The Collaborate to Innovate study, conducted by the Business Performance Management (BPM) Forum and the Chief Marketing Officer (CMO) Council, takes a new look at the state of business collaboration in the early 21st Century.
Sponsored by Sterling Commerce and AT&T, Collaborate to Innovate is based on an in-depth survey of more than 400 executives and managers whose companies do business around the world. Some 36 percent of respondents represent companies with revenues of more than $1 billion. In addition to our quantitative survey, we conducted 23 qualitative discussions with leading academic experts and executives with major global corporations who are deeply involved in supply-side and demand-side value chain partnership management and development.
As part of the Collaborate to Innovate initiative, the BPM Forum and CMO Council has aggregated statistics on the market impacts, supply and value chain management, customer collaboration and innovation cultures across various regions and industries.
To download the complete report, please find it here.
The Business Performance Management (BPM) Forum is dedicated to advancing performance accountability, process improvement, operational visibility and compliance in global organizations. It provides support to thousands of senior executives and practitioners representing enterprises with more than $500 billion in combined annual revenues. The BPM Forum’s C-level members engage in research, thought leadership, and knowledge exchange programs around a variety of strategic issues and challenges. www.bpmforum.org
The Chief Marketing Officer (CMO) Council is dedicated to high-level knowledge exchange, thought leadership and personal relationship building among senior corporate marketing leaders and brand decision-makers across a wide-range of global industries. The CMO Council’s 4,000 members control more than $120 billion in aggregated annual marketing expenditures and run complex, distributed marketing and sales operations worldwide. In total, the CMO Council and it’s strategic interest communities include over 12,000 global executives across 90 countries in multiple industries, segments and markets. Regional chapters and advisory boards are active in the Americas, Europe, Asia Pacific, Middle East and Africa. The Council’s strategic interest groups include the Coalition to Leverage and Optimize Sales Effectiveness (CLOSE), Brand Management Institute, and theForum to Advance the Mobile Experience (FAME). More information on the CMO Council is available at www.cmocouncil.org.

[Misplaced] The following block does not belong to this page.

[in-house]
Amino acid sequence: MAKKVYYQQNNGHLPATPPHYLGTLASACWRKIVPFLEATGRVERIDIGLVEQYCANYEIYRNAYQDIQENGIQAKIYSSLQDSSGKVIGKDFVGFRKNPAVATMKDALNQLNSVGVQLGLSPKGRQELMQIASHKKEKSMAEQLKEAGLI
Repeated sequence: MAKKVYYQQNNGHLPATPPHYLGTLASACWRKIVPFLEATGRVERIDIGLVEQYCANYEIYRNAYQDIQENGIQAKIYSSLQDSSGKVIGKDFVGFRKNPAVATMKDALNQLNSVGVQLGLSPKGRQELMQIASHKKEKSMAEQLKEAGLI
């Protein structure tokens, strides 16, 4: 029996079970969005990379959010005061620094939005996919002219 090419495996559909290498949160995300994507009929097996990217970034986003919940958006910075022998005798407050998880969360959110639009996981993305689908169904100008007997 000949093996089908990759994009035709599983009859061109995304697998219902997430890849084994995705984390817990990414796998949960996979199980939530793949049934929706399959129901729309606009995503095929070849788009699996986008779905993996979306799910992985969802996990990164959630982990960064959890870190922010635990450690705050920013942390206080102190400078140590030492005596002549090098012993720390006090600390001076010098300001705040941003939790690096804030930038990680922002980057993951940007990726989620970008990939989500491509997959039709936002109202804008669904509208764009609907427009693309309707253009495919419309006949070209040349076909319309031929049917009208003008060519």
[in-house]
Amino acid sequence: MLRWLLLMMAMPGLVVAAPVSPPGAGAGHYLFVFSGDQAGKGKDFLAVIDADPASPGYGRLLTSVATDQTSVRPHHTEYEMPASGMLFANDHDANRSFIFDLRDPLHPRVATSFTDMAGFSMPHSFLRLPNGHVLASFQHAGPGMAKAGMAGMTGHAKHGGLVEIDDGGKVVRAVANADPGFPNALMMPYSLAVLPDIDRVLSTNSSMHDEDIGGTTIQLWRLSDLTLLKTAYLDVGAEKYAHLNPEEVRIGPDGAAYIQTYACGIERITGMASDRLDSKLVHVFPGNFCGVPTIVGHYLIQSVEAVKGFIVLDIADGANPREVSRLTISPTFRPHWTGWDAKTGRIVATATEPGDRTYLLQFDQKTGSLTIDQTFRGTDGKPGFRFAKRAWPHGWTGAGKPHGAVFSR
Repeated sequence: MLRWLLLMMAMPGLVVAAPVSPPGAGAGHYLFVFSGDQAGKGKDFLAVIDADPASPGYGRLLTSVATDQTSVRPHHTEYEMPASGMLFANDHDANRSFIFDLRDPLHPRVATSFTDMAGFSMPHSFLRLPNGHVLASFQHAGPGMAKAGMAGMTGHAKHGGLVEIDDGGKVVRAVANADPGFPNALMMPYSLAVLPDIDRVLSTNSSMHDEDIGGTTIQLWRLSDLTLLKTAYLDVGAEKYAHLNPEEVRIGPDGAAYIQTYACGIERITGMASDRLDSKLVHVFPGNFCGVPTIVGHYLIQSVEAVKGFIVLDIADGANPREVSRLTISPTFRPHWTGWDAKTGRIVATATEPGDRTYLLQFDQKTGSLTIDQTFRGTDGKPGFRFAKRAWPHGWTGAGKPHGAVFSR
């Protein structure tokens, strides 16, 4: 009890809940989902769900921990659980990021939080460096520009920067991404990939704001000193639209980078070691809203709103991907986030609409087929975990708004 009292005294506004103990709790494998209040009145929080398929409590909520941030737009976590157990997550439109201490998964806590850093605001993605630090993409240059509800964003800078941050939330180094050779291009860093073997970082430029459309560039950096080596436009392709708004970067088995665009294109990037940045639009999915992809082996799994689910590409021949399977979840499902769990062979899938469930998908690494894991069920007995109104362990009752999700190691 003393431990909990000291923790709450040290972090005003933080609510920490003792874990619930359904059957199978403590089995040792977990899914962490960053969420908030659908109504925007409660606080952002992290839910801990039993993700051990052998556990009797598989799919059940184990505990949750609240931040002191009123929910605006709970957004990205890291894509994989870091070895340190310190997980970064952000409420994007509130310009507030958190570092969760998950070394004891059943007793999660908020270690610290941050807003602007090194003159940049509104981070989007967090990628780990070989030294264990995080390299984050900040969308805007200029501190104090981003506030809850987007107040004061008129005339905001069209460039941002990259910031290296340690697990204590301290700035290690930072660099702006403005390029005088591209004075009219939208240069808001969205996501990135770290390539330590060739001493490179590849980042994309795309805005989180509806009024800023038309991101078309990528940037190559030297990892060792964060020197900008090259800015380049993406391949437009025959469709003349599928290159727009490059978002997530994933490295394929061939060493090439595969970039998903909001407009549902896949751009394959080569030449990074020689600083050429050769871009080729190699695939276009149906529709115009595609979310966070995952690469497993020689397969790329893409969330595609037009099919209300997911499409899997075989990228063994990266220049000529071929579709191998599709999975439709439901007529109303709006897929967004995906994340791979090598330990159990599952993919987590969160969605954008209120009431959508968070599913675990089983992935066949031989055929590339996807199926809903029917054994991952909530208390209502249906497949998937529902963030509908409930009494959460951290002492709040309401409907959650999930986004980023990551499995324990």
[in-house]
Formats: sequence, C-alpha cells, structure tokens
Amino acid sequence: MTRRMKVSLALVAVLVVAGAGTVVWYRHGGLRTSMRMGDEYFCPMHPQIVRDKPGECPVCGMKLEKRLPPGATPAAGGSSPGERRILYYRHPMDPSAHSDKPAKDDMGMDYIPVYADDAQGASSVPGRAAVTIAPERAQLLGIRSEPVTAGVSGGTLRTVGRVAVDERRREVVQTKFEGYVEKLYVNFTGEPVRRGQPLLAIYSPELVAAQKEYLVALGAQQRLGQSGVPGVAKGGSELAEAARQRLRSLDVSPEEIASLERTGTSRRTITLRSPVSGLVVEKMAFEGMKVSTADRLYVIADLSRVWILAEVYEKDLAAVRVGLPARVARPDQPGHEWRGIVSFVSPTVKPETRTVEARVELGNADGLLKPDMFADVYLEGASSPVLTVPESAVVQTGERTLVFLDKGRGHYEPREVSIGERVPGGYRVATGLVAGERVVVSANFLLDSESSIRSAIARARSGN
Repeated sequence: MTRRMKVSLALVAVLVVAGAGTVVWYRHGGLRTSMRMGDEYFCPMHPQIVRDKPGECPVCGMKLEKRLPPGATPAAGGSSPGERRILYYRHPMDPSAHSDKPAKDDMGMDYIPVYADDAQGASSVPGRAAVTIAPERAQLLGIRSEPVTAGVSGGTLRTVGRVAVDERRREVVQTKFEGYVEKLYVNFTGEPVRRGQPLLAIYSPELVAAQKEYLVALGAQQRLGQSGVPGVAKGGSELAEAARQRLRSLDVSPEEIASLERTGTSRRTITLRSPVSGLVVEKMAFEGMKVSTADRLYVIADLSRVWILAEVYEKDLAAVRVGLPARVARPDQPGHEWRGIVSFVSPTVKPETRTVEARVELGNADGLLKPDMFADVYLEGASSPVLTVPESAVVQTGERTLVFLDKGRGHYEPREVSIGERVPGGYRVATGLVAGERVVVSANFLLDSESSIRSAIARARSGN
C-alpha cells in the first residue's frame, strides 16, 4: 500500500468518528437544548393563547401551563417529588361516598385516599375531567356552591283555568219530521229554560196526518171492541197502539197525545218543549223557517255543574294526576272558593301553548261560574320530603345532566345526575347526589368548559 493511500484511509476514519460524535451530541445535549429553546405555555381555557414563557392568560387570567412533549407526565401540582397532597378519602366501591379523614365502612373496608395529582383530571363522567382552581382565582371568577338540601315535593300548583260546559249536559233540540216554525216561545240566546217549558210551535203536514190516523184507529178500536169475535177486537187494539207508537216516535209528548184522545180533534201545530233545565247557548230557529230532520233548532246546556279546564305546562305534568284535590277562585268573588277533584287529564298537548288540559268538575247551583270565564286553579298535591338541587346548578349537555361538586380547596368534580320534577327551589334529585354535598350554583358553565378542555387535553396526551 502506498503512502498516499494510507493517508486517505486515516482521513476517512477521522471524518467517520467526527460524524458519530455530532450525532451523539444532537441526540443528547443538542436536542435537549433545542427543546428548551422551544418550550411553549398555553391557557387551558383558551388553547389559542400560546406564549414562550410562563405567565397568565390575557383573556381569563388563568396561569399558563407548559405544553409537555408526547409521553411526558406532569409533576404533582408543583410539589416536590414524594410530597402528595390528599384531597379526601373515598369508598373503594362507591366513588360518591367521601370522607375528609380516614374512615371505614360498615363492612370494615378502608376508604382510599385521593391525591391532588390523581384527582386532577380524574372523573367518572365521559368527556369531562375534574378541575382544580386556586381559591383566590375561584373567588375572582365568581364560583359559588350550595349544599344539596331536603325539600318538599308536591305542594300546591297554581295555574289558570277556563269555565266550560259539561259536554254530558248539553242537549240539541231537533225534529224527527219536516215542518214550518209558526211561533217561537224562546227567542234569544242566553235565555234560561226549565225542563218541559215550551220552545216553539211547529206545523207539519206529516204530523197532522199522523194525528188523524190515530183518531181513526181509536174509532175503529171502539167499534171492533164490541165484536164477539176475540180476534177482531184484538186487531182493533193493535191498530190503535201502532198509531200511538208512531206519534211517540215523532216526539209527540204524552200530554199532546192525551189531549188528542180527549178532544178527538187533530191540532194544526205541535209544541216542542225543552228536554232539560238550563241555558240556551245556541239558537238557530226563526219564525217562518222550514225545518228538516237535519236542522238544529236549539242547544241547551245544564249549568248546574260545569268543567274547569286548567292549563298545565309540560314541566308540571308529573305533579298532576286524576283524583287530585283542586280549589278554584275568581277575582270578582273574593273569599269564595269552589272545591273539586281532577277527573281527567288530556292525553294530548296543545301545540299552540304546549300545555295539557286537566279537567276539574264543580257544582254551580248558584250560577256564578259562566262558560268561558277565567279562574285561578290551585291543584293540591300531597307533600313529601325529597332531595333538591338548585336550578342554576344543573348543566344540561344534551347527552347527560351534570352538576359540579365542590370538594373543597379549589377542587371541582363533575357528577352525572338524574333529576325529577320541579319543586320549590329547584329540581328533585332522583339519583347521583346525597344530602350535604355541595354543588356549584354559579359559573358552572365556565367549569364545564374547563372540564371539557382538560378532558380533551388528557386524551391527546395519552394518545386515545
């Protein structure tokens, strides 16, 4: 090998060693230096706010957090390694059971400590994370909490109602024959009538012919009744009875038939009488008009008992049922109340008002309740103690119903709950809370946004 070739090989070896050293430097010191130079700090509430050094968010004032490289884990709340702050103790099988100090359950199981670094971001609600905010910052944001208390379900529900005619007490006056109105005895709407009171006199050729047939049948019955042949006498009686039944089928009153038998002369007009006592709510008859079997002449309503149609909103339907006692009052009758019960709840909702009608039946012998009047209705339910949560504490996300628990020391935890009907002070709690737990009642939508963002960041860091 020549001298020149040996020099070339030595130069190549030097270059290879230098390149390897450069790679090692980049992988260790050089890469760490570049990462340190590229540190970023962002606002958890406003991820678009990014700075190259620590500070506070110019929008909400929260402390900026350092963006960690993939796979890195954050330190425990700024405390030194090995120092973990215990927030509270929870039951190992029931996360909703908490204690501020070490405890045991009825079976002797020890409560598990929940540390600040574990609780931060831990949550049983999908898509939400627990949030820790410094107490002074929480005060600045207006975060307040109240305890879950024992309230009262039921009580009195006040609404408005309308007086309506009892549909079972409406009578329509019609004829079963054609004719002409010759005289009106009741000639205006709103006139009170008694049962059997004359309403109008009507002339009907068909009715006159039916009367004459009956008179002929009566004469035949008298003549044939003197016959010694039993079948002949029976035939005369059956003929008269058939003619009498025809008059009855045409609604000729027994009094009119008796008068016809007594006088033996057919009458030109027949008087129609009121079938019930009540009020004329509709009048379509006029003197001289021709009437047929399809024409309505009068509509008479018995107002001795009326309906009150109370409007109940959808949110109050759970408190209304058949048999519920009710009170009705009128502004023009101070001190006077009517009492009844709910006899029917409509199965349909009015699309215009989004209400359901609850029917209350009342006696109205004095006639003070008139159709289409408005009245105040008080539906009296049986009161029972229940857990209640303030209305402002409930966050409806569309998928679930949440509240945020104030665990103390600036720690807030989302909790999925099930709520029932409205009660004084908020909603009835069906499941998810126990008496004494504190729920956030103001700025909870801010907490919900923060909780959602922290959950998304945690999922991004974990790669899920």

March 30th, 2010
Is Your New Product Introduction Process Launching Your Company to Success (Part 2)?
In this blog post, I will continue the conversation about key success factors for new product introductions. In the last blog (Part 1) we identified 6 factors that are crucial to your company’s product launch success. In this blog, I will discuss 3 more and offer some conclusions.
Accurate Supply and Demand Planning
Related to rollover strategy, having the right demand and supply plan is crucial for a successful product launch. In addition to the uncertainty of fluctuating introduction dates and slipping R & D schedules, a poorly executed supply and demand plan will knock the wind out of the sails of any new product launch, no matter how well executed or creative the other elements of the marketing mix are. This topic, in more detail, will be the subject of another blog post. But the short answer is that (often times) significant inventory needs to be built in advance of a product introduction, in order to accommodate the initial ordering spike and channel stocking requirements. There is no hard and fast or easy rule to apply here. The decision on how much inventory to build is a function of many factors including B2B or B2C segmentation, forecast accuracy, long lead time parts procurement, channel stocking requirements, and of course the rollover strategy – hard or soft. Also to be considered is the inventory policies for that range of products. For example, you may choose to have a higher degree of inventory, manufacturing and mix flexibility with a $199 product than a $99 product. Why? Because (generally speaking) there is more revenue, profit etc. in selling the higher priced products. When companies have a broad portfolio of products (like HP did) – low end and low priced products generally had lower levels of profitability than higher end and higher priced products. This should not be a surprise. As a result in some companies, low end volumes are limited to a certain percentage of total products sold or to a specific market share goal, in order to prevent too much erosion of profitability and mix to the low end.
Delivering Broad Communications
The importance of delivering broad launch communications to suppliers, the channel, key customers, and sales reps are crucial to coordinating a successful product introduction across key stakeholders. Some companies (like Apple) don’t let their sales reps know about their new products the day of the launch. This often results in end user confusion as nobody can answer the inquiries/support calls of end users when the product is announced. While there are legitimate issues with wanting to maintain confidentiality of a product launch (e.g. to prevent a premature competitive response), years of experience have told me the more open and coordinated conversations around the new products, their launch strategy, rollover plans, key messages, etc. are, the better the outcomes for OEMs and their channel partners and customers.
Having An Integrated Marketing Plan